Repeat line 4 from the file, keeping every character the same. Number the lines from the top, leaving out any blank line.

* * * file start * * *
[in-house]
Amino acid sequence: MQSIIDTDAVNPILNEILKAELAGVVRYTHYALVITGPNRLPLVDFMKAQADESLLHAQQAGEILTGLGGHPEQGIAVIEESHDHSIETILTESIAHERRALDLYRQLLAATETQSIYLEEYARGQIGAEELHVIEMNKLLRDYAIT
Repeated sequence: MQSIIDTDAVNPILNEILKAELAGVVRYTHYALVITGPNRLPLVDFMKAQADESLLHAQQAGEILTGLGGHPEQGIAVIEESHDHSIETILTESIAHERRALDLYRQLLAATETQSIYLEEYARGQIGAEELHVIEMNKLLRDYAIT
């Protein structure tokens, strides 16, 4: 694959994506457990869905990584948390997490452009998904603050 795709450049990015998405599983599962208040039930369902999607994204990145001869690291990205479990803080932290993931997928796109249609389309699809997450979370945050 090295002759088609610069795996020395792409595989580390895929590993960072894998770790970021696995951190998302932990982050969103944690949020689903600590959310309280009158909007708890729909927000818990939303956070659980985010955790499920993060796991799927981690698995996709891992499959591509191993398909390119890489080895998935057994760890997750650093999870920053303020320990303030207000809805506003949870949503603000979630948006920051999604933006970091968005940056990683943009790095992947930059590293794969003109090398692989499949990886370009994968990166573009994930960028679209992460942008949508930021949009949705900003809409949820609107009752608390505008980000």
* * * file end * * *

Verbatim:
């Protein structure tokens, strides 16, 4: 694959994506457990869905990584948390997490452009998904603050 795709450049990015998405599983599962208040039930369902999607994204990145001869690291990205479990803080932290993931997928796109249609389309699809997450979370945050 090295002759088609610069795996020395792409595989580390895929590993960072894998770790970021696995951190998302932990982050969103944690949020689903600590959310309280009158909007708890729909927000818990939303956070659980985010955790499920993060796991799927981690698995996709891992499959591509191993398909390119890489080895998935057994760890997750650093999870920053303020320990303030207000809805506003949870949503603000979630948006920051999604933006970091968005940056990683943009790095992947930059590293794969003109090398692989499949990886370009994968990166573009994930960028679209992460942008949508930021949009949705900003809409949820609107009752608390505008980000």